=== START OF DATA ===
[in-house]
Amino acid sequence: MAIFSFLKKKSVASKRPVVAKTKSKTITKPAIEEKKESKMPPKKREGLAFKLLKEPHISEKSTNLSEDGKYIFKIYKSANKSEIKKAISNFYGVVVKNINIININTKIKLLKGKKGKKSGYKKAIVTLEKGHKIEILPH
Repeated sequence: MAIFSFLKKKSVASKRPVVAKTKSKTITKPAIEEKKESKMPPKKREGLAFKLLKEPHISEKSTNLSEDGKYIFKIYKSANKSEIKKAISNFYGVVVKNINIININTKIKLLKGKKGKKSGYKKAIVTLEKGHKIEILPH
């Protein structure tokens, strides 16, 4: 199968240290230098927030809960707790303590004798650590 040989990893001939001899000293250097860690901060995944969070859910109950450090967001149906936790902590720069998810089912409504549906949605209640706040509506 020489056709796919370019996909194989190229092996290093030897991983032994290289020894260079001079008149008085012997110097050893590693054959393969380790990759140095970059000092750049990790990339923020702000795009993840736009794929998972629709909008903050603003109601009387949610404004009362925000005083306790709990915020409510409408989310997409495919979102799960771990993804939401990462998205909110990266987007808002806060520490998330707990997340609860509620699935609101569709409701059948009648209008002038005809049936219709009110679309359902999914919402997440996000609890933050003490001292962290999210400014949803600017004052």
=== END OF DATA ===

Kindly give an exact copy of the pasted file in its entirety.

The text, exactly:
[in-house]
Amino acid sequence: MAIFSFLKKKSVASKRPVVAKTKSKTITKPAIEEKKESKMPPKKREGLAFKLLKEPHISEKSTNLSEDGKYIFKIYKSANKSEIKKAISNFYGVVVKNINIININTKIKLLKGKKGKKSGYKKAIVTLEKGHKIEILPH
Repeated sequence: MAIFSFLKKKSVASKRPVVAKTKSKTITKPAIEEKKESKMPPKKREGLAFKLLKEPHISEKSTNLSEDGKYIFKIYKSANKSEIKKAISNFYGVVVKNINIININTKIKLLKGKKGKKSGYKKAIVTLEKGHKIEILPH
């Protein structure tokens, strides 16, 4: 199968240290230098927030809960707790303590004798650590 040989990893001939001899000293250097860690901060995944969070859910109950450090967001149906936790902590720069998810089912409504549906949605209640706040509506 020489056709796919370019996909194989190229092996290093030897991983032994290289020894260079001079008149008085012997110097050893590693054959393969380790990759140095970059000092750049990790990339923020702000795009993840736009794929998972629709909008903050603003109601009387949610404004009362925000005083306790709990915020409510409408989310997409495919979102799960771990993804939401990462998205909110990266987007808002806060520490998330707990997340609860509620699935609101569709409701059948009648209008002038005809049936219709009110679309359902999914919402997440996000609890933050003490001292962290999210400014949803600017004052």